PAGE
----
Aquarium filtration
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Aquarium filtration

Mechanical filtration  

Mechanical filters will force the water through some type of filter medium, thereby removing debris, uneaten food, plant particles and similar from the water. The filter medium will normally consist of foam, wool or sand/gravel.

Biological filtration  

Biological filtration is carried out by two different types of bacteria. The first type will convert the ammonia produced by the metabolism of your fish into nitrite. The second type will convert the nitrite into nitrate. Ammonia, nitrite and nitrate are all dangerous to fish, but nitrate is much less dangerous than the other two and well functioning biological filtration is therefore extremely important in the aquarium.

You can increase the amount of biological filtration in your aquarium by providing beneficial bacteria with a lot of suitable surface to colonize. They will for instance love sand, gravel, plants leaves and the filter medium inside your mechanical filter. When you clean the filter medium, never use hot water or detergents since this will kill the bacteria. Ideally cut the filter medium in half and clean only one piece at the time. If something goes wrong, bacteria from the dirty piece will be able to re-colonize the clean one.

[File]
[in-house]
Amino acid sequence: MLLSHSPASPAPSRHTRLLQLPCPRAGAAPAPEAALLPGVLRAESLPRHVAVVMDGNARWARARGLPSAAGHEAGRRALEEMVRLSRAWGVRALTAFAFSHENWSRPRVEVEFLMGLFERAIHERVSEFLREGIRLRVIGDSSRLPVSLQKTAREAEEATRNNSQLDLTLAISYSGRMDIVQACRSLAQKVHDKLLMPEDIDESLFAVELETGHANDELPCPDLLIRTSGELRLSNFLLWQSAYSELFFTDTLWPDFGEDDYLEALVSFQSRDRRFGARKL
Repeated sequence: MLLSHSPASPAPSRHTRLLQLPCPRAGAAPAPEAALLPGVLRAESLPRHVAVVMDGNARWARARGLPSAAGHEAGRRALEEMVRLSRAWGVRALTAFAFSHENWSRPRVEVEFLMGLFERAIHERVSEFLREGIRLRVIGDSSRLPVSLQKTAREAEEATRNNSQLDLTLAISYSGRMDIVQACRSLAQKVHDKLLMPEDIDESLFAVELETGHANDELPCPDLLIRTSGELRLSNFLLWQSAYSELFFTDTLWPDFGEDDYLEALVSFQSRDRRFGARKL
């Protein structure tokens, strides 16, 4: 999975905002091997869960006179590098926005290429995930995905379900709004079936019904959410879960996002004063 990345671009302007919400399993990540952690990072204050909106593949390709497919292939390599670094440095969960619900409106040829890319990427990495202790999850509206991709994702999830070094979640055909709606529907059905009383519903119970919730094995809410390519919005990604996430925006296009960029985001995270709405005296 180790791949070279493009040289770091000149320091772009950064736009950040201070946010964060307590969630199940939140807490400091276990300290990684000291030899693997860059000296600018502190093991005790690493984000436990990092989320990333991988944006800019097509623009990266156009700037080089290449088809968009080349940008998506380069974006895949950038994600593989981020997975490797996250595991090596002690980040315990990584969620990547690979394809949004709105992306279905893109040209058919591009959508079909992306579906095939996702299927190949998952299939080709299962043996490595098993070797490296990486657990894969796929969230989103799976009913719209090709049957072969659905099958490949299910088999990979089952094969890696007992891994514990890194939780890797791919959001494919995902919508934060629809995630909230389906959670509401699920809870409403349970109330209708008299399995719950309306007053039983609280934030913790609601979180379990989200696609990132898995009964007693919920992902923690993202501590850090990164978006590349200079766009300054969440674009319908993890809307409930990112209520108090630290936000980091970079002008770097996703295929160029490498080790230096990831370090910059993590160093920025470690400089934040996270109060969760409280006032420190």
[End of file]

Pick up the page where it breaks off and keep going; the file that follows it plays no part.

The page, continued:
Chemical filtration

Filtration may be a misleading word, because chemical filters don’t really filter anything. The most commonly used chemical filter is probably the active carbon filter which will bind a long row of compounds to itself. Active carbon can for instance be placed inside your mechanical filter to remove traces of medication once you have finished treating your aquarium. Other examples of chemical filters are ammonia absorbers and ion exchangers. 

Internal filters

Just as the name suggests, internal filters are filters that are placed inside the aquarium. External filters on the other hand are normally hung outside the aquarium or placed near the aquarium.

Foam cartridge filter
Foam cartridge filters are normally powered by an air pump and will force water through a foam cylinder. In addition to mechanical filtration, this type of filter will carry out biological filtration since the foam serves as an ideal home for beneficial bacteria. Gently clean the foam when it gets clogged or too dirty, but never use hot water or detergents since this will kill the bacteria. 

Box filter